Out of every AL East team, the Boston Red Sox arguably find themselves in the most tenuous position. This is thanks to a starting pitching staff that ranks bottom three in ERA and second worst in home-run-to-fly-ball rate (a putrid 17.9 percent). There is little doubt the Sox will be active buyers for a starter at the deadline (maybe an E-Rod return?!), but for now, Boston will have to traverse through the fire with a fragile cadre of question marks in their rotation. One of the largest of those question marks heading into the season was James Paxton, who made his return to the Boston rotation Friday night. The veteran lefty has walked one of the more laborious roads in recent memory.
Having gone through Tommy John surgery and a Grade 2 lat strain, the Sox decided to decline his two-year $26 million club option before the start of this season. Paxton, therefore, had little free agency leverage and ultimately acquiesced to a one-year player option worth $4 million. The lefty completed an injury trifecta no one wants after suffering a left hamstring strain to start the 2023 season. He spent his road to recovery at Triple-A Worcester posting a 6.23 ERA in six starts. Any path like this will make many fans want to give up already. It’s understandable to have reservations about Paxton’s worth to the Red Sox, even under such a team-friendly contract.
James Paxton’s Return was Friday’s Lone Bright Spot
Despite his tough road back, Paxton was the shining star amidst an otherwise disappointing 8-6 loss to the lowly St. Louis Cardinals on Friday night. In his first start since April 2021, the lefty finished with nine strikeouts in just five innings, while only giving up one walk and two runs. In surprising fashion, it was the so-far-sturdy bullpen that ruined Paxton’s magical return. Kenley Jansen, who boasted the best ERA for a closer before the game, ended the night surrendering three runs while not recording an out. The Sox lost a 6-5 lead in the ninth after coming back down 5-4. Who would’ve thought?
Still, Paxton looked sharp. He struck out the side in the fourth inning and then finished his performance with impressive back-to-back strikeouts of Tommy Edman and Paul Goldschmidt in the fifth. He didn’t give up a run in his last four innings after surrendering a two-run homer to Nolan Arenado in the first.
James Paxton struck out 9 batters in his first game since April 6, 2021 👏👏👏
— FOX Sports: MLB (@MLBONFOX) May 13, 2023
Can Paxton Keep It Up?
By many accounts, it was a stellar performance, especially when one considers how tempered the expectations were. But can Paxton emulate this for the rest of the year? Sox fans sure hope so after the rotation’s rough start to the season. Thankfully, he showed inklings of All-Star potential before the two-year hiatus. If Paxton makes a consistent return, he will hopefully mitigate the home run problem we’ve witnessed this year.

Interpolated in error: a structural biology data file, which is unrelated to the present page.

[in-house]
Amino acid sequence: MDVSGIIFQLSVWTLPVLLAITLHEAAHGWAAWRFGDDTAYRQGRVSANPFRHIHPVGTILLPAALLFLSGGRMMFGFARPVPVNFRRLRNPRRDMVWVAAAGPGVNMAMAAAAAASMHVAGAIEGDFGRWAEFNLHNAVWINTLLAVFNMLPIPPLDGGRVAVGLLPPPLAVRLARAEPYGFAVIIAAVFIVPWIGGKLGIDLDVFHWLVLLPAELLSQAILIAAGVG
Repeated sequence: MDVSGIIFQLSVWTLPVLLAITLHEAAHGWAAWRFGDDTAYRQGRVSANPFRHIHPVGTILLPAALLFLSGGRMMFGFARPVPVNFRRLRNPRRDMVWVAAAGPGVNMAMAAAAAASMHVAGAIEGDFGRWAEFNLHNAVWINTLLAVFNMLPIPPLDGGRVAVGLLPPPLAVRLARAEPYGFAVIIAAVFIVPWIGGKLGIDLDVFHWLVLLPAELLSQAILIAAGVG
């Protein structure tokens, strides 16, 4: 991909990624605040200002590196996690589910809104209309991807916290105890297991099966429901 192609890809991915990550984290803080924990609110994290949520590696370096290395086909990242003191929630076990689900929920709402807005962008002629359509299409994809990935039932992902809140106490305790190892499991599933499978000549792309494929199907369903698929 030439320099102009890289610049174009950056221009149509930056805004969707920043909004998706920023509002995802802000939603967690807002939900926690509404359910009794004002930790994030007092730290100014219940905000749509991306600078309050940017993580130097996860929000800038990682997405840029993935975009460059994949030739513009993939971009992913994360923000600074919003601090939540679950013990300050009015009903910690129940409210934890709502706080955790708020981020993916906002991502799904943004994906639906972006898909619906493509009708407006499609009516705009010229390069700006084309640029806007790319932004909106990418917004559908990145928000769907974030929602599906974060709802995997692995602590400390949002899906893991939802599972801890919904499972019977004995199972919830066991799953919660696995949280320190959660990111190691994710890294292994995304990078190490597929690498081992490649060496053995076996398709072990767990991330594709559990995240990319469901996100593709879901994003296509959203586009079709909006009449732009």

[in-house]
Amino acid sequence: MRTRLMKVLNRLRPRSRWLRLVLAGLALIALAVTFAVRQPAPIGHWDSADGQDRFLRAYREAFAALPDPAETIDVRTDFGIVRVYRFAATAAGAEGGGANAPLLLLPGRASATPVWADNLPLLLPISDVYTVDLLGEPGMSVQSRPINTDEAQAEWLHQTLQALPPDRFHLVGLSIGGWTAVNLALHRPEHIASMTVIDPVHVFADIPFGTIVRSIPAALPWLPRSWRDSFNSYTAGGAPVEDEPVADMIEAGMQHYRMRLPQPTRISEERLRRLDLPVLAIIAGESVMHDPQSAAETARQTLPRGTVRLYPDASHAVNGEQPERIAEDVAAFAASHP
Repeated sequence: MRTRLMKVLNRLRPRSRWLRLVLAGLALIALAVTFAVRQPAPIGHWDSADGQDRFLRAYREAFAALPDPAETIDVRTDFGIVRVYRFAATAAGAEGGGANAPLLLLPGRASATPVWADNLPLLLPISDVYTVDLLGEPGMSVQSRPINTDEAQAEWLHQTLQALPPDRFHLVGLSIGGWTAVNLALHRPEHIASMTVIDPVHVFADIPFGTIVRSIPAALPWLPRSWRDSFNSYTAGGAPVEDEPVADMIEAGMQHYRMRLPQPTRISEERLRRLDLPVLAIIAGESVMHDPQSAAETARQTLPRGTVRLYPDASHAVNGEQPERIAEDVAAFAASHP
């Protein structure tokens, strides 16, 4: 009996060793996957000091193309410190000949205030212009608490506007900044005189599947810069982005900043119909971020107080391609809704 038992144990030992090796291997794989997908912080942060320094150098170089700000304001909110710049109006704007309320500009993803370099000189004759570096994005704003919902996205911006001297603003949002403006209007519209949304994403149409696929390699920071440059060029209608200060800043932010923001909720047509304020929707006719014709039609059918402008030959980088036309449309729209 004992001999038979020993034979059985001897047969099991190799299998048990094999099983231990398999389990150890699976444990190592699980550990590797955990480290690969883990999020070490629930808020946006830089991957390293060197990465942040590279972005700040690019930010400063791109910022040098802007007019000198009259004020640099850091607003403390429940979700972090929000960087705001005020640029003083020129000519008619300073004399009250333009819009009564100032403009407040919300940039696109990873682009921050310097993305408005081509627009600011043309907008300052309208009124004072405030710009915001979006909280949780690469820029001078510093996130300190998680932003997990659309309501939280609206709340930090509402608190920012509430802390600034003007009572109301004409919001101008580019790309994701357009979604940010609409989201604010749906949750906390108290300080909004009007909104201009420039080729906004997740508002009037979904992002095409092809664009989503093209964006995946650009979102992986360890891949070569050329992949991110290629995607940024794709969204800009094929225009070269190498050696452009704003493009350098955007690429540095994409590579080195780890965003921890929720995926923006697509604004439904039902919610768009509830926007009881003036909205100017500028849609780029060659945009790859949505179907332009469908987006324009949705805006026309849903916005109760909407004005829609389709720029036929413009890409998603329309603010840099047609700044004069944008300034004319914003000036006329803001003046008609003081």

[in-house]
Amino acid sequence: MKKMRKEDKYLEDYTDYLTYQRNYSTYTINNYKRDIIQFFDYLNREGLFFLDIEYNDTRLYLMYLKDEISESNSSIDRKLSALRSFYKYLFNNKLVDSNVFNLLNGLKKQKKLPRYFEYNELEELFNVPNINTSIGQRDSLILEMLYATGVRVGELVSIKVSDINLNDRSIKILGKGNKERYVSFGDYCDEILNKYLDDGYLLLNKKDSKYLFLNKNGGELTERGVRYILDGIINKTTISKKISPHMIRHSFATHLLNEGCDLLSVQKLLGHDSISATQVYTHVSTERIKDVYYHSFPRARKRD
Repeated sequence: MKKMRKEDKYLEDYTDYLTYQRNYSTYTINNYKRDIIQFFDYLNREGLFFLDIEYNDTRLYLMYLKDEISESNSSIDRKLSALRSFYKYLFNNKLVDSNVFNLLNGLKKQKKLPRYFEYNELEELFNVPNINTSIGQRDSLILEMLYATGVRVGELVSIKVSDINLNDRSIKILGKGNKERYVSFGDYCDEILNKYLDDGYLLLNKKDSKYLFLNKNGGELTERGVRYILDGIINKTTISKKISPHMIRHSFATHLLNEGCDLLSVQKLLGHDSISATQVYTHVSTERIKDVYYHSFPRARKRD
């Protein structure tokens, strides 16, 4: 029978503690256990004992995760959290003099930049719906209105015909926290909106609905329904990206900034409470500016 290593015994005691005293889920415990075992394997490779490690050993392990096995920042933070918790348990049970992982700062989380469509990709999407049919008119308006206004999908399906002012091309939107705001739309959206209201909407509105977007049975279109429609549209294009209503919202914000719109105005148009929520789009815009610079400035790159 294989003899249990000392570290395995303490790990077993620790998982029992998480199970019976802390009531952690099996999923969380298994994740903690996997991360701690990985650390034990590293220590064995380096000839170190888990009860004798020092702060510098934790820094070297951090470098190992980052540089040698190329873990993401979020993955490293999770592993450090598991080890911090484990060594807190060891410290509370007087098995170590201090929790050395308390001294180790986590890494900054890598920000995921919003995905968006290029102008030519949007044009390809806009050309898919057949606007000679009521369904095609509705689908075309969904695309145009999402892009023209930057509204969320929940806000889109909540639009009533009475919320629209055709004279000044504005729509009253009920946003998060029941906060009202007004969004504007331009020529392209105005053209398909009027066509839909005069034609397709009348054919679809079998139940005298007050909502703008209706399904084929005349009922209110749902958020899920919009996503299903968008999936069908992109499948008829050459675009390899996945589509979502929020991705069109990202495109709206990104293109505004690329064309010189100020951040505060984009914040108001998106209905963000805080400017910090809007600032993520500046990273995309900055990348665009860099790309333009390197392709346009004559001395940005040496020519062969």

From 2015 to 2019, mostly with the Seattle Mariners, Paxton was tied with Justin Verlander for the 12th-best home-run-to-fly-ball rate out of 66 pitchers who pitched at least 600 innings during that span. He certainly showed some poise pitching in a division where Mike Trout was in his prime and the Houston Astros were in the midst of their first dynasty. From 2013 to 2019, Paxton ranked in the top third in the American League in ERA among those who pitched at least 700 innings.
Even more impressive, amongst that same group and during that same exact time span, the lefty ranked 11th out of 91 pitchers in strikeouts-per-nine-innings, finishing ahead of Verlander, David Price, and Aaron Nola. If he emulates that stretch, he’ll fit right in with the Sox, who, despite the underwhelming start, rank seventh in that same category this year. Long-term statistics aside, one of the more encouraging aspects of his first start back was Paxton’s fastball, which still clocked out around 97 MPH, even faster than some of his previous years before the injury. If he continues that, the Sox may finally have a power arm they can rely on.
Paxton might not be a workhorse like the Verlanders and Max Scherzers of the world, but his lower volume of innings may bode well during a long season. Pitchers are typically stronger after Tommy John, and based on his velocity Friday, Paxton showed no signs of slowing down. The margins for error are incredibly slim in the crowded AL East. Four out of the five teams occupy a playoff spot, and the New York Yankees are only a half-game back of the third wild card.
A slight slip-up or series debacle, even this early in the season, can sink a ship before the skipper can make adjustments. There’s no cruising in April and May when four games separate second and last place and each crew is cooking like an episode of The Bear. The pitching staff thus far has been suspect for Boston, which may cost them in such a strenuous division. But if James Paxton makes a solid return, and the Sox make a move for a starter at the deadline, we might see some stability when the dog days arrive.
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